Before we get into what representations (reps) and warranties actually are, let me share with you how this looks from the eyes of a SELLER.
Imagine this: you have just spent the last 60 – 90 days answering relentless questions and responding to additional due diligence requests by uploading document after document of financials, legal and insurance. And finally, they tell you they are finished with the due diligence, and you pass with flying colors.
Now, you think you get to take a rest and breathe because you have this really good M&A attorney who will take it home for you over the next few weeks, right?
Not so fast. There is this little thing called representations and warranties (“reps and warranties,” for short), that will demand your attention once again.
What are Representations and Warranties?
Reps and warranties form the basis of due diligence for buyers. Essentially, they provide an opportunity for the seller to disclose any potential issues with the company prior to completing the transaction. Reps and warranties come in three forms: promises the seller makes, promises the buyer makes, and promises both sides make. They are an integral part to every agreement. In most deals, reps and warranties are far more onerous for the sellers than the buyers. You will painstakingly need to document every major point in the agreement with reps and warranties. This will take a lot of your time because you will need to prepare a number of schedules and tables, as well as disclosing any verbal commitments you made and want to honor. And if you have any skeletons in your closet, now is the time to present them.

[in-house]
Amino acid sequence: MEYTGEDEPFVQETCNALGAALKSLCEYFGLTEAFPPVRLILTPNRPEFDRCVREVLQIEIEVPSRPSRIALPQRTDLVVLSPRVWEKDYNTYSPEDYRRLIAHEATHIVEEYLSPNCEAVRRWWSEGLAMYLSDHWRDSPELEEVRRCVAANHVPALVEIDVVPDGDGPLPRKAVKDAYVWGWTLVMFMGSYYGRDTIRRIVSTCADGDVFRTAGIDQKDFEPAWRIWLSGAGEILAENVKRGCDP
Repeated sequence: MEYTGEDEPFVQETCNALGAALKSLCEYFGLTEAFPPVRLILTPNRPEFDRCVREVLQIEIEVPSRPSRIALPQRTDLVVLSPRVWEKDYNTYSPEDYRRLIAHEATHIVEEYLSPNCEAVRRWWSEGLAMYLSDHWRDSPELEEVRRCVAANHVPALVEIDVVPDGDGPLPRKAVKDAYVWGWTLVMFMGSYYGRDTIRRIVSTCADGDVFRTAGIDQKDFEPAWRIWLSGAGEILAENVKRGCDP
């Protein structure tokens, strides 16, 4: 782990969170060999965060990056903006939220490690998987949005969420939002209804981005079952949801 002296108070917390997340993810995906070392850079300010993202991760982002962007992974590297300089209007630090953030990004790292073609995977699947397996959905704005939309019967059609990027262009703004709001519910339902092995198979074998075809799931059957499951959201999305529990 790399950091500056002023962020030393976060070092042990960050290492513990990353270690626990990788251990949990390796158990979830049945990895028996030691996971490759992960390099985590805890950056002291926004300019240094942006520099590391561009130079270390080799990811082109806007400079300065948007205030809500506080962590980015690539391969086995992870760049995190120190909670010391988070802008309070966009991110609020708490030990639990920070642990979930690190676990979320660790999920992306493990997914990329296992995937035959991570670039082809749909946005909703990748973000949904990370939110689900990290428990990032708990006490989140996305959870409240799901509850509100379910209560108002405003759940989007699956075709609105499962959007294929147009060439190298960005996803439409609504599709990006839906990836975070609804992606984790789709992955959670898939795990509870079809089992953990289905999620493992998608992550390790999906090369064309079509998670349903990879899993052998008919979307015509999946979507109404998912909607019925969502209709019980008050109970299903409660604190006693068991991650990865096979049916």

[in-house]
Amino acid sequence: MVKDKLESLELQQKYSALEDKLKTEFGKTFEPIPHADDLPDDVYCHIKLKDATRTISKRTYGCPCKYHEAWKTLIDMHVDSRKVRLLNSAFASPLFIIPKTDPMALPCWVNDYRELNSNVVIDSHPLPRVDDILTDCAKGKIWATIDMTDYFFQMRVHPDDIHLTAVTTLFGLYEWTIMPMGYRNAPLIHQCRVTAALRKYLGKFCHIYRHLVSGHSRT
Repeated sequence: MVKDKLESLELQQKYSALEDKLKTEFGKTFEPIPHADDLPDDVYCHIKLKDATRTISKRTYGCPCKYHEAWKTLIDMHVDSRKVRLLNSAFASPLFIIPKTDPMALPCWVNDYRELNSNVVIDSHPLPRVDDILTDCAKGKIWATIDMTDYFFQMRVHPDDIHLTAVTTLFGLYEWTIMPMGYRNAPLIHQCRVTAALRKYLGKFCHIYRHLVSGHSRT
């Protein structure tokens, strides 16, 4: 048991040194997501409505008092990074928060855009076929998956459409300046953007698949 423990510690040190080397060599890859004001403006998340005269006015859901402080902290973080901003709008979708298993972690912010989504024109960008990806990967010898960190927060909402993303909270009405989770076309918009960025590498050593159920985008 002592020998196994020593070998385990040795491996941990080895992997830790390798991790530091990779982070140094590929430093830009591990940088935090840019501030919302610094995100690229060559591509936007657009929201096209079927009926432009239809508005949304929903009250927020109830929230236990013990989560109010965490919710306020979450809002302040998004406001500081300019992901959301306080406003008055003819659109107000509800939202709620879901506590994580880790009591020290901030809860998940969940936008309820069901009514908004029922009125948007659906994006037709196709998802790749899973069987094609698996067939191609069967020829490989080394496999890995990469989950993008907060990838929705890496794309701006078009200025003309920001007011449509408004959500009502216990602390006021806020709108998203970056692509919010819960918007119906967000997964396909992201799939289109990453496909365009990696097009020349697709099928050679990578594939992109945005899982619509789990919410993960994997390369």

Real-World Reps and Warranties Examples
Let me give you a few “real-world” examples of reps and warranties:
- You promised your admin she could take a month off in the summer in addition to her normal schedule – this isn’t anywhere in your employee handbook, but you are doing this out of the kindness of your heart, or for whatever reason. You need to disclose that.
- You ran background checks on your employees, but one came back with some “issues” that you don’t feel are relevant anymore and shouldn’t impact the business. You need to disclose that.
- You committed to sending or participating in an upcoming conference but have not yet signed the paperwork or purchased the conference tickets. You verbally committed to a three-year investment, but there is no paperwork to support that. You need to disclose that.
- Your largest vendor has communicated to you that costs will increase or margins will decrease in six months, and is letting you know that ahead of time. You need to disclose that.
- Your largest customer is getting acquired by their competitor and they will most likely be using the vendor of the acquiring company. Therefore, you stand to lose the business. You need to disclose that.
- You haven’t been charging sales tax in a certain state and you are pretty sure there is a substantial liability mounting, but you are just hoping “no one will notice”. I see this one a lot! You need to disclose that.